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Archive for the ‘alaska vernacular’ Category

A week or two ago, as describe in Alaska Vernacular (a glossary), I decided to start adding “Alaskana” words to my blog, with definitions. I like being able to link to the word from my other posts, without providing a definition of what I am talking about. After some consideration about my blog’s discontinuous nature, I decided it best to move Alaska Vernacular to its own blog where it can range free from the constraints of discontinuous permafrost.

Which probably means it will be pretty focused compared to what you find here.

I hope to add one or two more words there every week.

As I said in the original post on discontinuous permafrost, I’d love to add some authors or additional definitions to Alaska Vernacular besides my own. Please let me know if you have a word or entry you’d like to make, or if you would like to add them yourselves.

Thanks, dc

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The act of taking a 2-3 foot diameter net, on the end of a 10-15 foot pole, attaching a dip to the end of the pole opposite the net, wherein said dip inserts the net end into a raging, dangerous river while perilously perched on rocks hanging from the side of a canyon, hoping to catch salmon migrating upstream in said net.  It has been known for 30 salmon to be caught in 2 hours, but not uncommon for 2 salmon to be caught in 30 hours.  The intelligence of dips can be observed by how securely they are tied off to canyon rocks, to preserve their bodies for burial should they fall into said river.  Dipnetting is most frequently used when referring to the Copper River, though “dipnetting light” is allowed on a few other Alaskan rivers.  Dips must be Alaskan residents.  (Please note; author is a mid-level intelligence dip, but don’t tell his wife.)

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I find in my writings on Alaska life, that I am constantly clarifying my writing with definitions for ‘Alaska’ terminology. It is a wonderful thing about living here, or anywhere, that a local vocabulary develops. A vernacular, by any account. Its fun, creative, and at least a little bit exclusionary.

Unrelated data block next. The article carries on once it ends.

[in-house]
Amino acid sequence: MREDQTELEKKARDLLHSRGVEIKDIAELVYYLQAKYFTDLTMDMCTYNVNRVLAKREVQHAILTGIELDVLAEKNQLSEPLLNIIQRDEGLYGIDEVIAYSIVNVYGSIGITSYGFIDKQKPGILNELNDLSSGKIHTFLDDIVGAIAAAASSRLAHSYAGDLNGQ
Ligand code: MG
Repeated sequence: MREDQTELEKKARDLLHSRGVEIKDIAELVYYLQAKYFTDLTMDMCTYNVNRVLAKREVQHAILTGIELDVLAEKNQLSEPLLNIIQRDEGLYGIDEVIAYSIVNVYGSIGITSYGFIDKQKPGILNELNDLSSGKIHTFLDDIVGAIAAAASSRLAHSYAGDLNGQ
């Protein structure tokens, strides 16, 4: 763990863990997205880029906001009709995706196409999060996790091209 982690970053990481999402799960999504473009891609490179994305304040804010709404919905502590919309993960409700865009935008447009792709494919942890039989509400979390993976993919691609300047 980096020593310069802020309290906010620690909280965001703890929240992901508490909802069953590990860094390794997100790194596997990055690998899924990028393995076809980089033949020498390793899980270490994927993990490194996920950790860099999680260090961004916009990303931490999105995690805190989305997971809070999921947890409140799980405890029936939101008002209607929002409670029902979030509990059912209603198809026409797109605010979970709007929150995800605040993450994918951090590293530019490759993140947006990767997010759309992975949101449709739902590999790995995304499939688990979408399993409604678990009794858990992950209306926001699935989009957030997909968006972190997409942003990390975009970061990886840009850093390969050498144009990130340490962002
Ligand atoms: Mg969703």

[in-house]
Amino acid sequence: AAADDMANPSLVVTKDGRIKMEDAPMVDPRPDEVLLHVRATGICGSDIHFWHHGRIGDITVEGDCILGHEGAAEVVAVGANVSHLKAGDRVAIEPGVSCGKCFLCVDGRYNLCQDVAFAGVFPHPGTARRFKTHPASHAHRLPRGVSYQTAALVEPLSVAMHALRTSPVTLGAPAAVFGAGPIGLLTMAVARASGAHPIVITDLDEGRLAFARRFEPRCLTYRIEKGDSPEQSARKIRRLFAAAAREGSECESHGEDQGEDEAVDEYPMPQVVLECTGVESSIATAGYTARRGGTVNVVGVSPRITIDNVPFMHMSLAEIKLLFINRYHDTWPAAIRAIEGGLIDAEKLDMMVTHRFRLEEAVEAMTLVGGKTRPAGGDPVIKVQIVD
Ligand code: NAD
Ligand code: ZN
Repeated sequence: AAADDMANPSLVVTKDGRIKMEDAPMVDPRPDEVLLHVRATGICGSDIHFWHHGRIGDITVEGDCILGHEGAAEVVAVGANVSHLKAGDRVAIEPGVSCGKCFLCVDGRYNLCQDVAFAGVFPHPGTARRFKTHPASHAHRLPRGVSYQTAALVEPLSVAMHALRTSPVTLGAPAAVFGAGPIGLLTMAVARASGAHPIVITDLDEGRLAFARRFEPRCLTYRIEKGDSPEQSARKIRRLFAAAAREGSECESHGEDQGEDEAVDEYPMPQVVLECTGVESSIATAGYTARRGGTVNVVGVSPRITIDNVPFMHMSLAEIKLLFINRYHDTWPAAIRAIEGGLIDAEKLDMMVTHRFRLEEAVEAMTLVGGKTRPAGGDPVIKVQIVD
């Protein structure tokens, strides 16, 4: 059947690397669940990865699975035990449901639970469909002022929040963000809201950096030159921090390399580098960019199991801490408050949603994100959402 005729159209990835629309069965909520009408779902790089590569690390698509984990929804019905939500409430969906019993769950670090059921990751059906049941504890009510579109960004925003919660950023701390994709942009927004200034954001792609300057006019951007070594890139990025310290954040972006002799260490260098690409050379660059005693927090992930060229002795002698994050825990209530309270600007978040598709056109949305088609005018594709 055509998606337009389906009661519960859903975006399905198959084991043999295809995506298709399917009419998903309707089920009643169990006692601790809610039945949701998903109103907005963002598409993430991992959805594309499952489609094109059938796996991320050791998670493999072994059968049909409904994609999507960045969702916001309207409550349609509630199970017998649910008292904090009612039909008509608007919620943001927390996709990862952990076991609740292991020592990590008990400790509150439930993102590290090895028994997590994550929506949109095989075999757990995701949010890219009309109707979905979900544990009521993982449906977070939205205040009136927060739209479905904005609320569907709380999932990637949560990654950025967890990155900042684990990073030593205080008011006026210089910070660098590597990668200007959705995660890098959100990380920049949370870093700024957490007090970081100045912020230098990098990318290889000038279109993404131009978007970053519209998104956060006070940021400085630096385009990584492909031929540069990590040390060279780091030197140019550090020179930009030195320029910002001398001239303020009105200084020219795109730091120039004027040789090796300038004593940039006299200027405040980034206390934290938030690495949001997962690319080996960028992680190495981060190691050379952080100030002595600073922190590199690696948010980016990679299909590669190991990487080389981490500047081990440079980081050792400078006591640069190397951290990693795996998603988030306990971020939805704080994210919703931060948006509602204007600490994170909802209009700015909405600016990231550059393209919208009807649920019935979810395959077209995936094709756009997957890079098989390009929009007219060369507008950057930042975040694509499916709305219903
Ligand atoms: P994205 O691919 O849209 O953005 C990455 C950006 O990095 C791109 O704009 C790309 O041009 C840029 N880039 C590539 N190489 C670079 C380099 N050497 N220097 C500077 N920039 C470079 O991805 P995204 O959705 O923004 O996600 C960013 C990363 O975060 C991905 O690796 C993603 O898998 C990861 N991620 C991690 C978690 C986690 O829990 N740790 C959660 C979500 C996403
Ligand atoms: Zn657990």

I can’t speak for everyone, but I like knowing what Alaskans are talking about when we say ‘outside’, or ‘village’, or ‘breakup’, and that outsiders (there I go again) don’t. And of course I enjoy explaining it to them, as much as they (I think) enjoy hearing about it.

We’ve earned the right to use those words, surviving the Alaskan initiation rituals of isolation, darkness, and cold. We should celebrate them, what makes us different and unique, why we choose to live here over anywhere else.

In keeping with that line of thought, I’ve added a category “alaska vernacular” to discontinuous permafrost. I hope that my readers will add definitions as they see fit. I’ll post them and credit them to the source. I’d like to accumulate something of the local lexicon here, that we can link to out of our blogs, instead of adding a definition every time a bit of alaskspeak shows up in our writing. I’ll also add the words and definitions below as they accumulate.

And if anyone has already done this, let me know. I’d be glad to link this right to their work!

Thanks, dc

dipnetting

greenup

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greenup

Greenup is that brief period of time, sometime in May, that all the trees turn green (commonly called spring in the lower 48). This time varies, usually starting in early May in south Alaska and getting a little later as you move north. Literally overnight, we go from the brown world of mud, limb, and dirty snow bank, post breakup, to the lush yellow-green of a newly reawakened boreal forest. In Fairbanks, this can happen in a matter of days, you can see changes in the hillside colors from morning to night. Recent years have seen a change in schedule, with greenup appearing to come earlier and earlier each year. (You guess the reason, I’m sure it isn’t human caused.)

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